NHL: Canucks Projections – The Defense

DYNAMIC DUO: Can Bieksa and Hamhuis improve upon their outstanding play together from last season?

BY THOMAS DRANCE

So far this week we’ve looked at the scoring projections for every Canucks forward – the Sedin twins, the second liners, the third liners, the depth forwards and Zack Kassian – and one Canucks defenseman (Chris Tanev). Throughout his tenure as Canucks General Manager Mike Gillis has made having a blue-line that “activates” offensively a priority, a maxim made plain by his oft-stated commitment to icing a blueline that can contribute two-hundred points. In a lockout shortened season, of course, the 200 point plateau is an impossibility but it’s possible that the addition of Jason Garrison will make this version of the Canucks defense the most offensive in the Mike Gillis era (and not just because of their lack of right-side depth).

JASON GARRISON
Let’s start with the new addition, Jason Garrison, since our model forecasts him to lead the team’s defenseman in goals this season. Jason Garrison had a breakout campaign in 2011-12, scoring nine power-play goals for the Panthers (good for second in the league behind only Shea Weber) and sixteen overall. In all likelihood those nine goals will represent an outlier season for Jason Garrison, as opposed to him finding a sustainable level of improved performance but his sample size of past performance just isn’t big enough for me to adjust it with any confidence (like I was able to do with the Sedins). Based on the fact that Garrison has, in all three of his seasons, scored at a higher even-strength rate than one would usually expect from a stay-at-home defenseman, I think his power-play scoring rate will remain well above average going forward even if he never again matches the 16 goals he scored a season ago.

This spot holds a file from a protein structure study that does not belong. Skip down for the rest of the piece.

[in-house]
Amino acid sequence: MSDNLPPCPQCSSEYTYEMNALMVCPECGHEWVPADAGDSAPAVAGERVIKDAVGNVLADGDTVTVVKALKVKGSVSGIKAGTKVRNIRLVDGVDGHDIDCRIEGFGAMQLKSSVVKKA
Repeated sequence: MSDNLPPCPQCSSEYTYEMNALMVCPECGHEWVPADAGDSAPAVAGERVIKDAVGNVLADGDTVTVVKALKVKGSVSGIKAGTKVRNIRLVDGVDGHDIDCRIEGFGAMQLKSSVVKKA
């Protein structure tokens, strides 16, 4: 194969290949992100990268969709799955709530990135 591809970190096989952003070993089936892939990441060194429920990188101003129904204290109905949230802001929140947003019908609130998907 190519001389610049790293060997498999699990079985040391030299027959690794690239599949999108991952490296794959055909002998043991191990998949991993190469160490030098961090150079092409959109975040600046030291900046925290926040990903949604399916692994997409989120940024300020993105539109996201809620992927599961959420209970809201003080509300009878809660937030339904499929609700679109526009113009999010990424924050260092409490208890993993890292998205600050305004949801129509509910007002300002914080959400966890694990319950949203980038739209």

Here’s our goal forecast for Jason Garrison in 2013:

ALEX EDLER
Let’s move along to Alex Edler, who had an all-star season a year ago followed by a nightmare playoff performance against the Los Angeles Kings. While Edler is well regarded as an offensive defenseman, he’s primarily known for his passing ability and speed as opposed to his shooting (though he can certainly rip it) and in fact, his even-strength scoring rate isn’t all that high in comparison with his less productive teammates like Bieksa and Hamhuis in our model. His power-play scoring rate is very strong though, and we expect him to soak up over 60% of the available power-play ice-time on a first unit caddying the Sedin twins. Our model predicts a goal total for Edler in the single digits (pro-rated over an 82 game season), but anyway, as a pending unrestricted free-agent Edler is likely to be judged more on his two-way play than his scoring this season – everyone knows he can put up points:

KEVIN BIEKSA & DAN HAMHUIS
Which brings us, of course, to the ace shutdown pairing of Kevin Bieksa and Dan Hamhuis. This twosome, along with the Sedin twins and Ryan Kesler will do as much as anybody else to dictate just how far this Canucks team can go in 2013. Their contribution tends to be more on the possession and puck-moving side than on “scoring goals” but both players have the ability to contribute some timely offense on occasion – in fact, Kevin Bieksa was second among all NHL defenseman in even-strength points in 2011-12. We’ll cover these two together, and there aren’t any lengthy qualifiers needed really, they’re plugged in for second unit power-play ice-time and are expected to soak up between 38-39% of the club’s even-strength ice-time in games they’re healthy:

ANDREW ALBERTS
And finally we get to the club’s likely seventh defenseman (though he’ll have to beat out Cam Barker and Jim Vandermeer for minutes… okay yeah, he’s basically a lock as the team’s seventh defenseman) Andrew Alberts. Alberts is something of a “cooler” at the NHL level in that, the game slows down for both teams when he’s on the ice. Sure opposing clubs are less likely to score on Vancouver, but the Canucks are less likely to score on their opponents as well. This is partly related to the fact that Andrew Alberts mostly plays when the third or fourth Canucks lines are on the ice (usually against their opponents third and fourth lines).

Surprisingly, Andrew Alberts has scored goals at a solidly respectable rate for an NHL defenseman over his career, but he doesn’t really get the minutes necessary to put up gaudy totals. Our model expects that to be the story again this season: